Sharps injuries create the possibility of direct exposure to another person’s blood. It’s important to follow protocols afterward to ensure your safety.

An accidental needlestick injury can happen in an instant. These types of injuries, also called “sharps injuries,” happen when a needle or another sharp object punctures your skin. These injuries are most common in medical workplaces, but they happen in other settings, too.

Following best practices after a needlestick injury is incredibly important. Sharps injuries can often heal on their own, but they do require you to follow a post-injury protocol for your protection. That’s because these types of injuries can increase your risk of blood-borne infections, including hepatitis B and HIV.

Let’s go over what to do right after you’ve experienced a needle injury, as well as the next steps to prevent further complications.

If you’ve experienced a needle injury, the Centers for Disease Control and Prevention (CDC) recommends the following guidance:

  1. Wash any cuts or needlesticks with soap and water right away.
  2. If any water splashes on your nose, mouth, or skin while cleaning your injury, clean that area off, as well.
  3. If water splashes into your eyes while cleaning the injury, use saline or sterile water to rinse your eyes with clean hands.
  4. If you are in a work environment or medical setting, alert a supervisor as soon as possible.

If you’re in a medical setting, you should prioritize getting the immunization and health history of any person whose blood was on the instrument that injured you.

Your employer may recommend or require that you take a course of preventive medication for HIV (post-exposure prophylaxis, or PEP) and hepatitis B.

Any time you’re exposed to another person’s blood, there’s a risk that you may contract disease-causing agents of blood-borne diseases, including:

What are the chances of getting a disease from a needlestick?

Nurses and other healthcare workers are at the highest risk of contracting a disease-causing agent from a sharps injury.

With that being said, the risk of contracting an agent responsible for a blood-borne illness from an accidental needlestick is relatively low. It also varies according to which disease-causing agent is contaminating the needle.

According to the Occupational Safety and Health Administration (OSHA):

  • If a needle is confirmed to be contaminated with the hepatitis B virus, there is still only a 6 to 30% chance of infection for the injured person. However, in the United States, most medical institutions require vaccinations for hepatitis B, negating this concern.
  • If a needle is contaminated with HIV, there is a .3% of infection for the injured person.
  • If a needle is contaminated with the hepatitis C virus, the risk of infection from a contaminated needle is 1.8%.

How common are accidental needlesticks?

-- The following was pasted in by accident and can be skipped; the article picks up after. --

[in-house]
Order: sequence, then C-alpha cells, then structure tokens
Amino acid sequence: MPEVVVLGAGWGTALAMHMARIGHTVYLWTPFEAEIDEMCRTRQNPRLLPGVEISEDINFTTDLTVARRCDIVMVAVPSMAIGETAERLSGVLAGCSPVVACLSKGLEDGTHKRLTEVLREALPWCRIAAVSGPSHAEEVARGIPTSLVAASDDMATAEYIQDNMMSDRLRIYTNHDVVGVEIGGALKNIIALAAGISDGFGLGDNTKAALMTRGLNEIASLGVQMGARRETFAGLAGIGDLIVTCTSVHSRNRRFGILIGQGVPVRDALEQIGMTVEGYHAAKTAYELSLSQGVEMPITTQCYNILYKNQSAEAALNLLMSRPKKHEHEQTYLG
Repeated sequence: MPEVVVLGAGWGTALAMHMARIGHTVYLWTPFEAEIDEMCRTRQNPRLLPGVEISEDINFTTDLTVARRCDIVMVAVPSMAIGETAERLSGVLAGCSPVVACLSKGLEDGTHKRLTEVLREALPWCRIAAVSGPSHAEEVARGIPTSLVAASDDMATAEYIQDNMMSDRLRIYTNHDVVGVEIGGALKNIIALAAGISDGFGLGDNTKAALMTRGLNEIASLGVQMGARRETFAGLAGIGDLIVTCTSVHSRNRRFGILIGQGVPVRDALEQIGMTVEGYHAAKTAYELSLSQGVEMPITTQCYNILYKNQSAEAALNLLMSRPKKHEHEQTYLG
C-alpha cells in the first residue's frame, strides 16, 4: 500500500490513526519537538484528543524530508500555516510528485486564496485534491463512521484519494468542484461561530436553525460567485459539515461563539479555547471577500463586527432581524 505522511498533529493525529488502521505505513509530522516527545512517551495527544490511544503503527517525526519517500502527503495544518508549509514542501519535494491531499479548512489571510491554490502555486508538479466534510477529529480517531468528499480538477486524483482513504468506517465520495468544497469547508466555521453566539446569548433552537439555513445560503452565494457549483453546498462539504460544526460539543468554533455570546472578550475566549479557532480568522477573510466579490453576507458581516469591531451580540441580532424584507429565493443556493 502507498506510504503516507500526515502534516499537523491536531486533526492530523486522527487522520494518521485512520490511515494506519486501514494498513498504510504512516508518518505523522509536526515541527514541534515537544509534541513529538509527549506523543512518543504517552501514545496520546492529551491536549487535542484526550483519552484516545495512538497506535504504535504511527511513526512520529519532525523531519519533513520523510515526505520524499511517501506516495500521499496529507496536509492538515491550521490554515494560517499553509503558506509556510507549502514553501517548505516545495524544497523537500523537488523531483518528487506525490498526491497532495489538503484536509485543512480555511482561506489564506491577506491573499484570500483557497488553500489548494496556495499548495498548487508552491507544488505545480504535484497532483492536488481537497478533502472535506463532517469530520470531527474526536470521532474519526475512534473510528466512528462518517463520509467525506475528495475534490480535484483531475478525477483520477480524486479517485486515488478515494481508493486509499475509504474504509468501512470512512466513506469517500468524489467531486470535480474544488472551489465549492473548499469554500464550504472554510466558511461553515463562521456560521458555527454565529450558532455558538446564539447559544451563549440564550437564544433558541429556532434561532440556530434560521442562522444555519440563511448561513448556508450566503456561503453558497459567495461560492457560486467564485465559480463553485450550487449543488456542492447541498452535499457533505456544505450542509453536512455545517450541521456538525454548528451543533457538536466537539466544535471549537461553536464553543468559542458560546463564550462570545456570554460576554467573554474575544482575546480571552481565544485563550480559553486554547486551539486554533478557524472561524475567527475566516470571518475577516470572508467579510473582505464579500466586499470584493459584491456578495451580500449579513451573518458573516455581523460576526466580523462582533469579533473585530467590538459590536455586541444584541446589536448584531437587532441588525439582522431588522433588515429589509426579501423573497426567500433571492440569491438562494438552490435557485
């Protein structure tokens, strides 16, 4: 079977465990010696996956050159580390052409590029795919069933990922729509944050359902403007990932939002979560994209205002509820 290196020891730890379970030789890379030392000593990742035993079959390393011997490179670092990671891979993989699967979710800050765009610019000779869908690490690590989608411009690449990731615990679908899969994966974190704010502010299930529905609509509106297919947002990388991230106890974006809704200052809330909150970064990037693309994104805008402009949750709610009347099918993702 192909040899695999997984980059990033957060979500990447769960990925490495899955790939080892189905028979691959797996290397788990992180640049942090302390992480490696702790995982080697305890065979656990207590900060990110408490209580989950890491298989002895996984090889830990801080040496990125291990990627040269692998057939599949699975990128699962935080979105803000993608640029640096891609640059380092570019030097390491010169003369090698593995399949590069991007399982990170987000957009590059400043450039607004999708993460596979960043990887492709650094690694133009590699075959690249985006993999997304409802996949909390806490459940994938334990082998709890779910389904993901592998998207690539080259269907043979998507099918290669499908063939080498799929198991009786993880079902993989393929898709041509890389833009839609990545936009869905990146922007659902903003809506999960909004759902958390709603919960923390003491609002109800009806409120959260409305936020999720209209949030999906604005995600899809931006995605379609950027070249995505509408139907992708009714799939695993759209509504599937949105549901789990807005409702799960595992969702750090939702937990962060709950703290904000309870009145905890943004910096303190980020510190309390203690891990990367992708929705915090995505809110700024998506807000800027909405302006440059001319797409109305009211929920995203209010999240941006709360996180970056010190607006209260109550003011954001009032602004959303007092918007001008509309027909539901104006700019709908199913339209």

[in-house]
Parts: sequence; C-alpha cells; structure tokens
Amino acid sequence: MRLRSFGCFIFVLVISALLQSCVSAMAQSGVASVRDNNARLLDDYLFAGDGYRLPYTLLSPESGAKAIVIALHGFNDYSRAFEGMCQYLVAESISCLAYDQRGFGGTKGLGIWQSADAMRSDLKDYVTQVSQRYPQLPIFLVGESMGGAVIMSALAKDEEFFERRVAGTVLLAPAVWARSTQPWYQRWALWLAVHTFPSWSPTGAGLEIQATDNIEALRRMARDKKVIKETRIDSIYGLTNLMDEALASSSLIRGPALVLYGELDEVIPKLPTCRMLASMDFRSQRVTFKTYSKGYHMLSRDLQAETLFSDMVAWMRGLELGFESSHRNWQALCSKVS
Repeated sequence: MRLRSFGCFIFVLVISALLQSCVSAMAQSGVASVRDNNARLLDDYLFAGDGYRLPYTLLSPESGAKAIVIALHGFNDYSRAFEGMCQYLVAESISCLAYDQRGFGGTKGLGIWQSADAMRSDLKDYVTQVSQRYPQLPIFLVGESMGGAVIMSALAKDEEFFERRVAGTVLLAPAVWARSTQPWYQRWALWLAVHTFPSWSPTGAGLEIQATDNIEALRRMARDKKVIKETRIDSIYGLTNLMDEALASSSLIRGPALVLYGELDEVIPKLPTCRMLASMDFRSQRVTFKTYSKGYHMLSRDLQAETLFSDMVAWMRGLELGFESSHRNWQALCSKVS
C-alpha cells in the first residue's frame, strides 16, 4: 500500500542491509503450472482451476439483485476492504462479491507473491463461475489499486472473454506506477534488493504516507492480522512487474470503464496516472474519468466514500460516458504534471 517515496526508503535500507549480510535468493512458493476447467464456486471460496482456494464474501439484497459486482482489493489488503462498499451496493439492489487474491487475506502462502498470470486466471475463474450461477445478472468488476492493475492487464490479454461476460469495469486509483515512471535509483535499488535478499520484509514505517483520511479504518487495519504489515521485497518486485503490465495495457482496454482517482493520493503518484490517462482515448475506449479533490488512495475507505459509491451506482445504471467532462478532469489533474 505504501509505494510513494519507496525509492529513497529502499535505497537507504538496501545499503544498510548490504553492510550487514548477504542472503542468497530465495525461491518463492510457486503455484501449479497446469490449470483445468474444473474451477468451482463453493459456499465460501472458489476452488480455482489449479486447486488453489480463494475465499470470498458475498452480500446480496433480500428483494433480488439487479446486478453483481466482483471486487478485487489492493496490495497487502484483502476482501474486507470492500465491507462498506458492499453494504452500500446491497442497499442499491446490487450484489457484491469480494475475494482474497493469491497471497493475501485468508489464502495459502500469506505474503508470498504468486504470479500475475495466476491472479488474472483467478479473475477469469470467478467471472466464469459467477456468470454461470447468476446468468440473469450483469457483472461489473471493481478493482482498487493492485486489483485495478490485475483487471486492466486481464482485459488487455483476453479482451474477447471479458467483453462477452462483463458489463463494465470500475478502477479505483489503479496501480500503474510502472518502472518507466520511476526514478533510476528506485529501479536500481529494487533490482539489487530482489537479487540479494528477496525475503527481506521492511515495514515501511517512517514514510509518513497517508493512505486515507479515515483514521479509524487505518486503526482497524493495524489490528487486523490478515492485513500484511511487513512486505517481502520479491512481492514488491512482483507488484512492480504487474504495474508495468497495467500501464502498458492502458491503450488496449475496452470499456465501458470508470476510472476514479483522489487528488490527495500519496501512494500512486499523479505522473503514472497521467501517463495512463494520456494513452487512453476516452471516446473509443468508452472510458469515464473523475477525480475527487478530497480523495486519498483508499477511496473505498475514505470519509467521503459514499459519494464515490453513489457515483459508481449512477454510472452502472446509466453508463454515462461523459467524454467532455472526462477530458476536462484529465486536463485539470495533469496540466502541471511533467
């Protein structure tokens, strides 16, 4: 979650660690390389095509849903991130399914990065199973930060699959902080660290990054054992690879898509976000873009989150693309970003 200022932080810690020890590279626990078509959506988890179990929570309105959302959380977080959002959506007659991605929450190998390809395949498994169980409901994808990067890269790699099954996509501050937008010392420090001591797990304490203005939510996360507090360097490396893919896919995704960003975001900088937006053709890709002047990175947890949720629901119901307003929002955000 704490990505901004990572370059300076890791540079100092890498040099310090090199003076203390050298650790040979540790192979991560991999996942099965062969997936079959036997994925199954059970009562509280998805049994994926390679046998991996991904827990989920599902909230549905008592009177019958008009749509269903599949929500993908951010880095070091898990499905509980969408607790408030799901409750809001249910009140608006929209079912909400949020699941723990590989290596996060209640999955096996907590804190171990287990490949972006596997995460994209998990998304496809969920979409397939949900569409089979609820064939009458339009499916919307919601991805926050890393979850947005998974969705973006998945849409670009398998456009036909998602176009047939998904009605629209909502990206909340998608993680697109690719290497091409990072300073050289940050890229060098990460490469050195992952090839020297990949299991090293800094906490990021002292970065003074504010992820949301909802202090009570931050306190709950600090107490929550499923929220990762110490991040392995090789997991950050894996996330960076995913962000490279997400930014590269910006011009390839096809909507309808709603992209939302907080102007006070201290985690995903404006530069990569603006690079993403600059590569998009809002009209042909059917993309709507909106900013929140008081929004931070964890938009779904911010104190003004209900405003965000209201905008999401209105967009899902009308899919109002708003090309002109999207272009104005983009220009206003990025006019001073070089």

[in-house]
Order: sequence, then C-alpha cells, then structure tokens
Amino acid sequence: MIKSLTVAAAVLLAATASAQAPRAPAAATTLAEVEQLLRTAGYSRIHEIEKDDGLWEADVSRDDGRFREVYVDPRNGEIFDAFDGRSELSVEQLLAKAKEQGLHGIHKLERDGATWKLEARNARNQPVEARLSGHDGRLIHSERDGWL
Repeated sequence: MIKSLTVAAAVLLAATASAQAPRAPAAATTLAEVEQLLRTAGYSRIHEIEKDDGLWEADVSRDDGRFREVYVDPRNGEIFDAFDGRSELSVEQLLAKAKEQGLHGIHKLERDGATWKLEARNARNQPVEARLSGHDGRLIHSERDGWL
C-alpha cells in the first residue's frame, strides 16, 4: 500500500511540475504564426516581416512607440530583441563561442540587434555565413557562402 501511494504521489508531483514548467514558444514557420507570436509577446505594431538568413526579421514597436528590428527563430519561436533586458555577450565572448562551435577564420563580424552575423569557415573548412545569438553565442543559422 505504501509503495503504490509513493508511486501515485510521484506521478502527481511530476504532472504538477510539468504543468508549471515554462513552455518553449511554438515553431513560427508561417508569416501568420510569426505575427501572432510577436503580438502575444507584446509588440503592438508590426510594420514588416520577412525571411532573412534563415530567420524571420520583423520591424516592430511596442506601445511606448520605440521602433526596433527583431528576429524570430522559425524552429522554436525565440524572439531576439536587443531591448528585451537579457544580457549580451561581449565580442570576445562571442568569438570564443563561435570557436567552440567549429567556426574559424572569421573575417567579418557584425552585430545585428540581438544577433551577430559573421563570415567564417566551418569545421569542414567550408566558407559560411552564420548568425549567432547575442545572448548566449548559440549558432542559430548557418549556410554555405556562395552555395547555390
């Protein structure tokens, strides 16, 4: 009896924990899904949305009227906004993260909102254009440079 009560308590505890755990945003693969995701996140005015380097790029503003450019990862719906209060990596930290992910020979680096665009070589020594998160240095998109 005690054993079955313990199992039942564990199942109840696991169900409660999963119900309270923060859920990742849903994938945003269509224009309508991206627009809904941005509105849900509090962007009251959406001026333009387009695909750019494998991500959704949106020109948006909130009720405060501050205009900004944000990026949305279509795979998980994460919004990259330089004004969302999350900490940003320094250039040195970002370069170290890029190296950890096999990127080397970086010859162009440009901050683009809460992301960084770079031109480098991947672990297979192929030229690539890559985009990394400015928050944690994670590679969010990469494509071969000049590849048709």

Workplace safety protocols and sharps safety education have decreased the number of sharps incidents that happen each year.

However, these types of injuries still frequently happen. It’s estimated that 600,000 to 1 million needlestick injuries occur annually. It’s hard to know exactly how common these injuries are since it’s also estimated that only 10% are reported.

The protocol after an accidental needlestick injury may differ according to your workplace and the specifics of your injury. You may be required to get additional testing done if the person whose blood you were exposed to has a confirmed blood-borne illness.

The standard testing protocol for almost all needlestick injuries includes:

How long after a needlestick injury should you get tested?

If you’ve contracted a disease-causing agent of a blood-borne illness from a sharps injury, antibodies will not show up in your blood right away. For that reason, it’s advised that you wait several weeks from the date of your exposure before getting tests performed. You might have to have a few rounds of testing before you’re cleared of any possible transmission.

The CDC recommends the following testing schedule:

  • Hepatitis B testing: 1–2 months after exposure
  • Hepatitis C testing: 4–6 months after exposure (or earlier, if desired)
  • HIV testing: administered at 6 weeks, 3 months, and 6 months

What is the most common cause of needlestick injury?

Most needlestick injuries happen in medical environments. Common causes of these types of injuries include recapping needles after use, improper needle disposal, and placing needles in unexpected places after use.

Following best practices can reduce your chance of a needle injury.

Steps you can take include:

  • taking a blood-borne pathogens training course
  • disposing of needles appropriately in designated sharps containers
  • use needles equipped with safety features
  • avoid using needles when another approved way of delivering a medical treatment is available
  • only use one needle and syringe per patient at a time
  • always dispose of sharps in the same way
  • never leave uncapped sharps unattended

Accidental needlestick injuries are still fairly common, though educational campaigns and improving technologies have driven their number down in recent years. If you’re injured by a needlestick, you should cleanse the area immediately and get the medical history of the person whose blood you’ve been exposed to.

Most sharps injuries do not result in disease-causing agent transmission.

However, you cannot assume that you’re in the clear. Report any needlestick injury to your work supervisor and follow their protocols.

You may need to take preventive medication and undergo observation and testing for the next few months following the injury to make sure you have not been exposed to a disease-causing agent of a blood-borne illness.